Crime declines at SC State, but chief believes rate can go lower

Monday, March 10, 2008

The South Carolina State University Police Department says the number of reported crimes on campus went down 23 percent in 2007, compared to the previous year.

S.C. State Police Chief Greg Harris attributes the decline to increasing crime prevention awareness and beefing up security throughout the campus.

"We think we are doing an excellent job in responding to our faculty, staff and students," Harris said.

Harris cited the placement of call boxes across the campus as a big boon to security at the institution. The call boxes became operational last spring and allow anyone on campus to contact the police department directly to address their concerns.

This has enabled the S.C. State police to arrive at the scene of an incident quickly. According to Harris, the national average response time for law enforcement is 20 minutes. He said the response time for his department it is less than four minutes.

The university is also working to prevent potential tragedies at the institution in the wake of the Virginia Tech and Northern Illinois shootings.

S.C. State has had a plan to deal with an active shooter on campus since June of last year. It includes coordination with building supervisors and local law enforcement agencies. The plan also has an evacuation procedure.

A lack of proper communication was perceived to be a primary reason why the Virginia Tech shootings escalated to their tragic conclusion.

S.C. State isn't taking any chances with its emergency communications.

In addition to other communication protocols such as e-mail n.jpgication, the university will soon install two large sirens on opposite ends of the campus to alert people of an incident, Harris said.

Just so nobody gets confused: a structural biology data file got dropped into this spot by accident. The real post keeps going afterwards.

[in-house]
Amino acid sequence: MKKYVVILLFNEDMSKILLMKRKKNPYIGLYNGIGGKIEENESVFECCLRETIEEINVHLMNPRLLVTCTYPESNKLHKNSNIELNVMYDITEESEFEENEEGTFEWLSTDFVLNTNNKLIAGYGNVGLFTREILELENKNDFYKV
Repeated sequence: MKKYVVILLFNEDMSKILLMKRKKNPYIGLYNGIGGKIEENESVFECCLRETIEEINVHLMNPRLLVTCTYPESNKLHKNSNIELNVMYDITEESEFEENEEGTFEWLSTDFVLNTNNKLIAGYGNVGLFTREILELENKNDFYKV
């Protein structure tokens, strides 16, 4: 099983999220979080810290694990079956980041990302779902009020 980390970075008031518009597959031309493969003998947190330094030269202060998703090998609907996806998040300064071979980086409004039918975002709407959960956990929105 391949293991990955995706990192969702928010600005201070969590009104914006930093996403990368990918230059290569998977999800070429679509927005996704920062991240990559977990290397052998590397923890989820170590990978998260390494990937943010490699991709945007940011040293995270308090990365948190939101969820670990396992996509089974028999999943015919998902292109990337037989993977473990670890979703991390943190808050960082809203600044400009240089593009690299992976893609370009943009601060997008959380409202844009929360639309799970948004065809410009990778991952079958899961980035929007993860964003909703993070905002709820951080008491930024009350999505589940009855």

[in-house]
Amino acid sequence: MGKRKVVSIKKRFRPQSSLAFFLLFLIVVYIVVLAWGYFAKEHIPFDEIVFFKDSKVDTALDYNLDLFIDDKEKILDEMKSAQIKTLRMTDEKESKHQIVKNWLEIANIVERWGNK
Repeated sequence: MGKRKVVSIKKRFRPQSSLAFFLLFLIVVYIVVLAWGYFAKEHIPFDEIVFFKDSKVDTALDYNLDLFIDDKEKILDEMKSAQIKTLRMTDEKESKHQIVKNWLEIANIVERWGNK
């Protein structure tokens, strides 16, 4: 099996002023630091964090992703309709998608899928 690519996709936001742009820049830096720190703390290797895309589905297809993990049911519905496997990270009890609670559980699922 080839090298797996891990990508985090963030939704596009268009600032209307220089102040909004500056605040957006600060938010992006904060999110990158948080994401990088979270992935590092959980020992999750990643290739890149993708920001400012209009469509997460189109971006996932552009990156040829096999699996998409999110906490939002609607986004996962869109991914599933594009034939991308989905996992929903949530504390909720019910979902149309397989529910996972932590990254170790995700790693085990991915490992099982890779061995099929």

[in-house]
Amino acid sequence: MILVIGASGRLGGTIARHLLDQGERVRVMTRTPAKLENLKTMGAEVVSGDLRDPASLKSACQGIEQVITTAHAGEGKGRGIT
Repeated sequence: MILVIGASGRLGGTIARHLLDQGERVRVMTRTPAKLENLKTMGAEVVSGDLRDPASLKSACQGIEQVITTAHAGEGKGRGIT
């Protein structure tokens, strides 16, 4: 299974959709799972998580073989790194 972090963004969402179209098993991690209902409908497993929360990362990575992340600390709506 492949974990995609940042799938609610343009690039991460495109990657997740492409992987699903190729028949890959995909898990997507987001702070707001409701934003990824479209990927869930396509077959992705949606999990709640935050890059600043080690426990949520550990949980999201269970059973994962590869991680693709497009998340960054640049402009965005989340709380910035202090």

"You'll be able to hear those sirens all over campus if they go off," he said.

Harris believes that S.C. State is as prepared as Clemson University and the University of South Carolina to handle emergencies on its campus.

The university has also installed a new security and surveillance system to monitor the entire campus via cameras. Harris hopes this new system will allow the department to better ide.jpgy crime and make more arrests.

"Technology plays an important role," he said of the new measures to make the institution more secure.

In 10 of the 14 crime categories S.C. State tracks, the number of reported incidents decreased in 2007. Only burglary and weapons offenses went up slightly.

In addition, only 12 drug and alcohol offenses were reported last year.

"I attribute it to the fact our students don't have a sense that this is place to party," Harris said. He noted that many of the students party off campus due to the restrictions on traffic flow at night and the number of people that can be in a dorm room at a time.

Every night starting at 6 p.m., the university closes all but one of its gates onto campus. Traffic is monitored extensively, he said.

During the past year, the S.C. State Police Department has engaged in a vigorous campaign to increase awareness of crime prevention measures. Harris has spoken at every freshman orientation and residence hall, offering safety tips such as not walking alone at night.

The department has also passed out cards with safety tips and phone numbers. That information is also available on the university's Web site.

While the crime rate is dropping on campus, Harris says there is still work to be done.

The most frequently reported crime at S.C. State is petty larceny, which is theft of an item valued at $500 or less. In 2007, there were 23 fewer reported incidents of petty larceny than in the previous year.

Harris expects petty larcenies to continue to decline on campus because of the heightened awareness.

He acknowledged that many petty larceny cases do not get solved because many of those incidents are crimes of opportunity.

"The potential victims are more aware now. They are starting to listen and those numbers are going to go down," he said.

Officers in the department also undergo intense training through conferences and in-house training. During these sessions, officers go over an array of situations such as hostage negotiations, active shooter scenarios and incident commands.

"All officers will be trained to deal with all situations," Harris said.